14. Cover and transfer the pan (or pot) the oven. Reduce heat to 325 degrees F, and braise beef for 2 to 2½ hours, until very tender but not falling off the bone.
  15. For the next stage (my short cut version):
  16. Let it sit at room temperature for an hour before transferring to the refrigerator (meat can remain refrigerated for up to 3 days before the next step).
  17. The next day remove the solidified fat on the surface and transfer to a bowl. Do not throw away – it's great in stews, shepherd's pie, or hash.
  18. Slice the meat in the size you desire for serving (I cut between each bone in roughly 2 inch sized pieces). Transfer cut pieces back into the saute pan (or pot) and heat on simmer until heated through or in a preheated 300 degree F oven for 15-20 minutes until hot.
  19. Parsnip puree:
  20. Transfer all chopped parsnip and onions onto the baking sheet. Sprinkle salt and drizzle olive oil evenly. Add more oil, if needed. Rub the vegetables to evenly coat both sides. Spread out evenly in one layer.
  21. Bake in the preheated oven for 35-45 minutes, or until softened with browned edges.
  22. Leave a few parsnip ends aside for garnish (optional) and transfer the remaining vegetables into a heat proof bowl, then add coconut milk.
  23. Puree with a hand held immersion blender or food processor.
  24. Serving:
  25. Plate a few heaping tablespoons of puree into each bowl then a few short rib pieces with some of the wine reduction. Serve hot.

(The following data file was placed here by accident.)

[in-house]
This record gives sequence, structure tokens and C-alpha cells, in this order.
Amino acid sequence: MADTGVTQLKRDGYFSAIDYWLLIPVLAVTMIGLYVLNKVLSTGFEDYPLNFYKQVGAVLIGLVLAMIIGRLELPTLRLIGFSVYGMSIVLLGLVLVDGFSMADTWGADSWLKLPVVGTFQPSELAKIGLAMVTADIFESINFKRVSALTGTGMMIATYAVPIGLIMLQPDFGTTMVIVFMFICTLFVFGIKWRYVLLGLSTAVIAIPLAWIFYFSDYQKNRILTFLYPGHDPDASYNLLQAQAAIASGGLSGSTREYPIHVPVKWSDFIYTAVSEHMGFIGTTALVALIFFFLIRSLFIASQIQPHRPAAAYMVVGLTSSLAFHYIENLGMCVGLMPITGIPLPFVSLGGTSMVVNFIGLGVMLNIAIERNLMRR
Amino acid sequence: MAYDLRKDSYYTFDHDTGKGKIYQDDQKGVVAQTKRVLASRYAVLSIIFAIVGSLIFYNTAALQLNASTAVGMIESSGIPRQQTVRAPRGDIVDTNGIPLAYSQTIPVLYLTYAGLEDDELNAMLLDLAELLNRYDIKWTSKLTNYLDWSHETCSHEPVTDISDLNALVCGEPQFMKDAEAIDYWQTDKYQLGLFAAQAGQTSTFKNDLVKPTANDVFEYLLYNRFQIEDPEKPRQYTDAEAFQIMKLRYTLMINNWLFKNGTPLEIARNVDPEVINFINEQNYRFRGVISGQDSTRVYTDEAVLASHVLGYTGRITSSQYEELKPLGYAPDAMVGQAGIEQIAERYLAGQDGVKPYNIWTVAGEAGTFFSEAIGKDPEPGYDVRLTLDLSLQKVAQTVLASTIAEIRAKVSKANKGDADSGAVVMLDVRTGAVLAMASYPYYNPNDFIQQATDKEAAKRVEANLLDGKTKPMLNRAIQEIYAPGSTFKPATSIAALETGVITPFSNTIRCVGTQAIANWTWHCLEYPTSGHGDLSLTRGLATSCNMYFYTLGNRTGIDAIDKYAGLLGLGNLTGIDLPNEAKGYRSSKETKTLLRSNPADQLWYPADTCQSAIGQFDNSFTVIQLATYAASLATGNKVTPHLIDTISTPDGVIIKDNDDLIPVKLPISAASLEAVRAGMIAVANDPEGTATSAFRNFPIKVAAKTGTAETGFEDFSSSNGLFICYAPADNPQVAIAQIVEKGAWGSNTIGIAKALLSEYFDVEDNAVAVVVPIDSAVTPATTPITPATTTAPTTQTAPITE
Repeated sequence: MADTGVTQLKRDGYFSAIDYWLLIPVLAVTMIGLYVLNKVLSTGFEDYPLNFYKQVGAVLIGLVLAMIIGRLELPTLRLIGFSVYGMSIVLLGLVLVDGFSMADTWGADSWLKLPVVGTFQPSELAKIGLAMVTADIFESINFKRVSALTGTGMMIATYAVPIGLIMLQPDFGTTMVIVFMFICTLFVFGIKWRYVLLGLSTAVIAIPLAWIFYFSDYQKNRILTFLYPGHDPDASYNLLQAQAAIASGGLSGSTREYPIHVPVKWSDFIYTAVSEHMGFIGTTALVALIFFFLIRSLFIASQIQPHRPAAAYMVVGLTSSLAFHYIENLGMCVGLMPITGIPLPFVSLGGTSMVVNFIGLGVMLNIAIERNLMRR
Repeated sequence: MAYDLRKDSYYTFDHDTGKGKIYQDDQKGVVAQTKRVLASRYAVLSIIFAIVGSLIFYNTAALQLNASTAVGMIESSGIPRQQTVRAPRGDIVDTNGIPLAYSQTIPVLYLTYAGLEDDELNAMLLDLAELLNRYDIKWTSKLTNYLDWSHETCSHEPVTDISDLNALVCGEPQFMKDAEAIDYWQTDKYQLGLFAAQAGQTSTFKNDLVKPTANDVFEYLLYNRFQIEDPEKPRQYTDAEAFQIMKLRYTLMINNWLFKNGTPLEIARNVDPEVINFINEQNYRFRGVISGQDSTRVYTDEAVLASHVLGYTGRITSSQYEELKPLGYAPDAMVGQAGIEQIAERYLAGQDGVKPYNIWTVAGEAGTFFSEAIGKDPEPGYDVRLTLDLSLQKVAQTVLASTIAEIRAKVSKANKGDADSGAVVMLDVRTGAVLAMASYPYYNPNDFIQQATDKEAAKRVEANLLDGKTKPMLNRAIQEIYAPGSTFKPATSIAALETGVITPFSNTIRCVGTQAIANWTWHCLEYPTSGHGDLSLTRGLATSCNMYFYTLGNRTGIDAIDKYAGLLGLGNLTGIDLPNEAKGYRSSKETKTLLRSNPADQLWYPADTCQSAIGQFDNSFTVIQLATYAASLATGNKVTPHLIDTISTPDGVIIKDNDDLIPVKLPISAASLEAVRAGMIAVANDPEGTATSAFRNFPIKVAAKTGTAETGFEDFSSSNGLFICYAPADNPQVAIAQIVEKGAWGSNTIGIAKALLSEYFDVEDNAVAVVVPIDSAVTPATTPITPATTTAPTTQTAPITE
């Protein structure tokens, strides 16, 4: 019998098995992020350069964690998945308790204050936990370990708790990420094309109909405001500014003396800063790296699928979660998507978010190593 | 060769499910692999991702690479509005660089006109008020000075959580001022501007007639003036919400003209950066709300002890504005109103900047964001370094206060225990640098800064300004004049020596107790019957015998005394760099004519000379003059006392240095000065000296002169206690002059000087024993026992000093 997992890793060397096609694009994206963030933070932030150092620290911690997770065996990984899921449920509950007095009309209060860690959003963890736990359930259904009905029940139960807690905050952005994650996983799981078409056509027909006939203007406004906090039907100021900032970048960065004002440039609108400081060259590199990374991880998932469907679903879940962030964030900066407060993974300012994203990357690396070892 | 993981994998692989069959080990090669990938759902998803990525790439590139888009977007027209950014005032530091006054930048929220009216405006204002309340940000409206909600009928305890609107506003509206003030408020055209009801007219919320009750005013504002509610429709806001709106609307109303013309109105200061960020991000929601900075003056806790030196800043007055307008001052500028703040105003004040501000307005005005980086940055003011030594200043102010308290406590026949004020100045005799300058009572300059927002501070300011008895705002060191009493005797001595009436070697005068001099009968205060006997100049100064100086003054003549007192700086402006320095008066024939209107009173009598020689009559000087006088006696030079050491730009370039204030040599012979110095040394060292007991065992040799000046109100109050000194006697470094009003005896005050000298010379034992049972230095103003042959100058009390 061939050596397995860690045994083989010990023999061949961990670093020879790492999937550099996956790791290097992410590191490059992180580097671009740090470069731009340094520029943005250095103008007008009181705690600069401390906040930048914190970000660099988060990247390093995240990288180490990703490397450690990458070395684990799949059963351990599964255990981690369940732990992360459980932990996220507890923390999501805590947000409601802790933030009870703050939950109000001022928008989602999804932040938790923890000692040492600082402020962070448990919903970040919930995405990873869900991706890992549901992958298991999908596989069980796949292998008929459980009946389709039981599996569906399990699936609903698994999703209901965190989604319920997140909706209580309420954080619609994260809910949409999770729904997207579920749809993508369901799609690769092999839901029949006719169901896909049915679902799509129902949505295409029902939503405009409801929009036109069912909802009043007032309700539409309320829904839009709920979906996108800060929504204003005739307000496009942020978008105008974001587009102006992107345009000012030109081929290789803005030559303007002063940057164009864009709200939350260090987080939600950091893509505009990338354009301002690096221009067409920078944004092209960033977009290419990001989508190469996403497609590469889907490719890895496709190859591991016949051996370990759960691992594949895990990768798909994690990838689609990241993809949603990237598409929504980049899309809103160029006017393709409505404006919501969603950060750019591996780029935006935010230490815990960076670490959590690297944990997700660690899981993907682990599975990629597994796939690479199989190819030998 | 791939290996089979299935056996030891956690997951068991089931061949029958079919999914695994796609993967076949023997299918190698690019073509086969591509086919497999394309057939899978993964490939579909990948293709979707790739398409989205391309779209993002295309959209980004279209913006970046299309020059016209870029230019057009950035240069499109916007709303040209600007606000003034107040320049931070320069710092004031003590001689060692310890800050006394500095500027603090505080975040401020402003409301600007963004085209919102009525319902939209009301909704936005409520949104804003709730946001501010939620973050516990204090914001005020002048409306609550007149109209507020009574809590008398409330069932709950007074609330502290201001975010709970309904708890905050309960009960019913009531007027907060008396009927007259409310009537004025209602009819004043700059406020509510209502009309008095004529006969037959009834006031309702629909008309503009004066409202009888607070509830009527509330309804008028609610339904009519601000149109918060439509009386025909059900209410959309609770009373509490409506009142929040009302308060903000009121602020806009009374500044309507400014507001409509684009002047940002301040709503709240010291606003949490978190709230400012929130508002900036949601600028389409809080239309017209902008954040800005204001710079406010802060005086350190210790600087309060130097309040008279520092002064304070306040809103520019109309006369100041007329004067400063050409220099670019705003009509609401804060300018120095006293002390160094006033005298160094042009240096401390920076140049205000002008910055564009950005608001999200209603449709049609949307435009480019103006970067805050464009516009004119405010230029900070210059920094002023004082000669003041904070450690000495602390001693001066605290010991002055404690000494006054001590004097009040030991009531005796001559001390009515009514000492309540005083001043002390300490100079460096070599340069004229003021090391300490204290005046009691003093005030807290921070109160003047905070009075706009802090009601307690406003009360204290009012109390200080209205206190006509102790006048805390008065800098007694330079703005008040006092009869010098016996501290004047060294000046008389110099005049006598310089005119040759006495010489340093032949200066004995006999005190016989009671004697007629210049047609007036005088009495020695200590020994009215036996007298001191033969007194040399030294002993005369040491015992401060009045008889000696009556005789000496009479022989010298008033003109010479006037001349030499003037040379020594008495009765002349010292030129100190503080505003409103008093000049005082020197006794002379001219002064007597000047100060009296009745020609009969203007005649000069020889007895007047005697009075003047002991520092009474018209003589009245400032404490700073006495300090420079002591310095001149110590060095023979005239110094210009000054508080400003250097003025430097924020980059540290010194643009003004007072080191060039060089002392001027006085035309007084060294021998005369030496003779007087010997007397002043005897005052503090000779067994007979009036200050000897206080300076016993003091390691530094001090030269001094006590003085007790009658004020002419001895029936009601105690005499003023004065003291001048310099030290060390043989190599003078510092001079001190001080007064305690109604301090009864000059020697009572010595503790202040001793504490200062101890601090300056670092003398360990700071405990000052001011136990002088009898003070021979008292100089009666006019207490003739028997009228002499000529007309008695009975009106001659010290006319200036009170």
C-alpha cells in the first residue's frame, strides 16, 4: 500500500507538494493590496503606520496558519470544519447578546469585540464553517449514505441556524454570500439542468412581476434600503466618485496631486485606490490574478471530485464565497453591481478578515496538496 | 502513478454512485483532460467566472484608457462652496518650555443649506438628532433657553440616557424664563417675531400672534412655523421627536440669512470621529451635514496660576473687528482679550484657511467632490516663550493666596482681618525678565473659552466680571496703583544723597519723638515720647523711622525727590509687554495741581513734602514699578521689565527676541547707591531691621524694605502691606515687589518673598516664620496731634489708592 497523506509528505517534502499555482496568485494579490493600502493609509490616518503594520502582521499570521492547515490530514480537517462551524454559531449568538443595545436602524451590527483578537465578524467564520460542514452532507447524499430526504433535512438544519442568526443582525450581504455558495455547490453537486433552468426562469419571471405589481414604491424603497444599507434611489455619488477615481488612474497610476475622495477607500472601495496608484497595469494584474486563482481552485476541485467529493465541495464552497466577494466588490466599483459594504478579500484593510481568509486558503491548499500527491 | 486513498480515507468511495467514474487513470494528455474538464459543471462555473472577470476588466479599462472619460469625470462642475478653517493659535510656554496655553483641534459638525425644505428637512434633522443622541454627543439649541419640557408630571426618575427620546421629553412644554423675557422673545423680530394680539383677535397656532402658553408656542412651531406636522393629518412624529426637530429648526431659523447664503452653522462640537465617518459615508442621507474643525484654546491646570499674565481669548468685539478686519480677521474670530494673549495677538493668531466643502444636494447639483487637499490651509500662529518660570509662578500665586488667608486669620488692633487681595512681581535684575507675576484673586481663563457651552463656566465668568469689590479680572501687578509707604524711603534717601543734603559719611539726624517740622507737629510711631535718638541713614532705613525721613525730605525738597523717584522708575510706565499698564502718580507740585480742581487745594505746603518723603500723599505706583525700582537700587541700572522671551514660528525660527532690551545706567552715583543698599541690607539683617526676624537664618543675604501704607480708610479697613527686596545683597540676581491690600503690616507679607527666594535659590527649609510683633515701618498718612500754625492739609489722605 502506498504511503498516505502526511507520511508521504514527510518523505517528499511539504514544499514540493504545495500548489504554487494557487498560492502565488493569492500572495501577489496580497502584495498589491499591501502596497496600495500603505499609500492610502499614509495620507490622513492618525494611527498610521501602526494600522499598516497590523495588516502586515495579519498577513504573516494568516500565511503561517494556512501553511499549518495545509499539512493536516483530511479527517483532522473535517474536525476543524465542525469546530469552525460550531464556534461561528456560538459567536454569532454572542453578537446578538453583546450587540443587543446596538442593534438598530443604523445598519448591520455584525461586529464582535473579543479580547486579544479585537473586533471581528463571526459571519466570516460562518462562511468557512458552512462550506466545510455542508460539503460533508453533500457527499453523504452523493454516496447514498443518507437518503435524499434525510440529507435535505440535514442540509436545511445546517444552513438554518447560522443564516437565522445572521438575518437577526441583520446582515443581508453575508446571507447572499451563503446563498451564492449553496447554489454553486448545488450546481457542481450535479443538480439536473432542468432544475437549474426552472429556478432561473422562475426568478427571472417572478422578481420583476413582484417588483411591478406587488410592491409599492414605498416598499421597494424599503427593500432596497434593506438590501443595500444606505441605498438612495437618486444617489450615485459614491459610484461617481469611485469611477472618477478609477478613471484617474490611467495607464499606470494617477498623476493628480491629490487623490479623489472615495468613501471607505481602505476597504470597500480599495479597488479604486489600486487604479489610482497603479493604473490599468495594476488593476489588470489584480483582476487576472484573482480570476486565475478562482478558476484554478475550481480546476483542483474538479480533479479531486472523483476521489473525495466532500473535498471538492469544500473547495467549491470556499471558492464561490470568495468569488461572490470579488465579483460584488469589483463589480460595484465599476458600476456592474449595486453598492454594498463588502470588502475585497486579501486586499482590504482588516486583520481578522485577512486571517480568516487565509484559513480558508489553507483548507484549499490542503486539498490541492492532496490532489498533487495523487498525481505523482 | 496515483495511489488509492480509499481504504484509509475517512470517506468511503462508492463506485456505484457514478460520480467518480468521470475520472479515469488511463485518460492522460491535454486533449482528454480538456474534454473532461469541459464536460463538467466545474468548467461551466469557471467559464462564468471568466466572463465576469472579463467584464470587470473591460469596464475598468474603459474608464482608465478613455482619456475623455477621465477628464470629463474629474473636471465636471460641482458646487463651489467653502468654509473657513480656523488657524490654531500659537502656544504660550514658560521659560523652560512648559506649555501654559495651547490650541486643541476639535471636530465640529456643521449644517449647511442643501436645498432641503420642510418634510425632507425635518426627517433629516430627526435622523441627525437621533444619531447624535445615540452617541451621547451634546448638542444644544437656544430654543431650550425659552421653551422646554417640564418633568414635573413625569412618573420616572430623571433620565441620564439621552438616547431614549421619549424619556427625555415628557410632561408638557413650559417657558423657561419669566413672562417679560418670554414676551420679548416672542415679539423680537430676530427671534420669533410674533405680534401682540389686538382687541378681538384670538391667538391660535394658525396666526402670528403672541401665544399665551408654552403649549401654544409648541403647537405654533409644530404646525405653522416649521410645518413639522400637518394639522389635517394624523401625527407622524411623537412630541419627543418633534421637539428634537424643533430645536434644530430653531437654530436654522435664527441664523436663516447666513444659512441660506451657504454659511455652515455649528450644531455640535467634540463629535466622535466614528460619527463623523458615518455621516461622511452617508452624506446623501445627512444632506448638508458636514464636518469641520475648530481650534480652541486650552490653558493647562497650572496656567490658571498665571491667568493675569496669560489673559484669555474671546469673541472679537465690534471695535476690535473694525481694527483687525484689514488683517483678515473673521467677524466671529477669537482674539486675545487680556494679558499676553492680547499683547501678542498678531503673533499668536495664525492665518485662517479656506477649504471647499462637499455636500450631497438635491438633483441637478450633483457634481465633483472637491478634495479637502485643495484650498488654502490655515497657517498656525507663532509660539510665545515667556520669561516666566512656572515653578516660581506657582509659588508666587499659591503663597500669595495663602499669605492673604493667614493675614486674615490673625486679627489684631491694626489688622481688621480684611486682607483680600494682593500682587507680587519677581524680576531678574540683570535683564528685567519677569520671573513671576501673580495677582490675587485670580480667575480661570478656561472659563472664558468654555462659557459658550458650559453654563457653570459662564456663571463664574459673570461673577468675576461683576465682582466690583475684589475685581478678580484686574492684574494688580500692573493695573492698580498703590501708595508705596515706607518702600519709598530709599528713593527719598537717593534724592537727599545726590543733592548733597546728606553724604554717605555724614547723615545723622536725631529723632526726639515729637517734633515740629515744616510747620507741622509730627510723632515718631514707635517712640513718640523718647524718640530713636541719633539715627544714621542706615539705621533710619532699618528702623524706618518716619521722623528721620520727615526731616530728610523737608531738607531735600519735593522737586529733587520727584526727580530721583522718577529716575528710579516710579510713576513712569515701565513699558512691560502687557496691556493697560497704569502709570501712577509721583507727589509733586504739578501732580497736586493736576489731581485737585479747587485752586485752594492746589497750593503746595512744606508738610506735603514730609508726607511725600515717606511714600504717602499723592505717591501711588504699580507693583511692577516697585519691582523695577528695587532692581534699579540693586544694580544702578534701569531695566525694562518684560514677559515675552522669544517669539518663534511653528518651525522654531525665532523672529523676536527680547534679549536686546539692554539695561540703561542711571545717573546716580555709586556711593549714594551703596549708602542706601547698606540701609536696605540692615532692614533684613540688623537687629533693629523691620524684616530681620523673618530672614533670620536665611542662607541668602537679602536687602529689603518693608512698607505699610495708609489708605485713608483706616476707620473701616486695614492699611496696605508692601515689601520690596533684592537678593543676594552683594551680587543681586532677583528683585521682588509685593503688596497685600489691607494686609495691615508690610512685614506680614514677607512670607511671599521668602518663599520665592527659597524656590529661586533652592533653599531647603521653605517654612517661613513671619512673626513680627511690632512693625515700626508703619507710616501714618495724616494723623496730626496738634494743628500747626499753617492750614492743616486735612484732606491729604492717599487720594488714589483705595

26. Some key points to note before starting:
  27. Have all your ingredients prepared (mise en place, as the french say) with the oven rack set in the center and preheated.
  28. Cut your vegetables as evenly in size as possible to cook evenly.
  29. Leave your refrigerated meat out for 30-60 minutes before cooking for best cooking and seasoning results.
  30. I use bone-in short ribs cut crosswise instead of lengthwise (popular in restaurants for it’s visual appeal) also known as flanken cut for added flavor. I find the braised liquid has more flavor from the exposed bones rather than making this with boneless short ribs. If you prefer this to be boneless, ask your butcher for “boneless chuck short rib” and cut away any connective tissue and sinew from the meat before seasoning.
  31. Coconut oil has a high smoke point compared to olive oil, which will give a darker crust, ideal for braising. Avocado or grapeseed are good high-heat alternatives.
  32. Pat the meat dry with a paper towel before seasoning, then coating with flour to ensure a good sear, which will lock all the juices in and keep the meat moist.
  33. Do not season the meat until just before braising. Seasoning in advance will actually pull the juices out and dry the meat.
  34. The salt amount may seem high to some, keep in mind kosher salt has a lower sodium count per volume and this is a large amount of meat to season; holding the salt from about a foot above the meat when seasoning will ensure even distribution. Ideally, the salt seasoning should resemble a light coating of snow. Table salt of this amount will make it salty. I encourage you to use kosher salt only (Diamond Crystal is best in my opinion), it lends the best flavor to food.
  35. To sear with best results do so in batches to prevent crowding the meat. The more meat in the skillet the more steam it will cause (especially if the meat is cold), which will not give that nice sear we are looking for.
Recipe by From Jessica's Kitchen at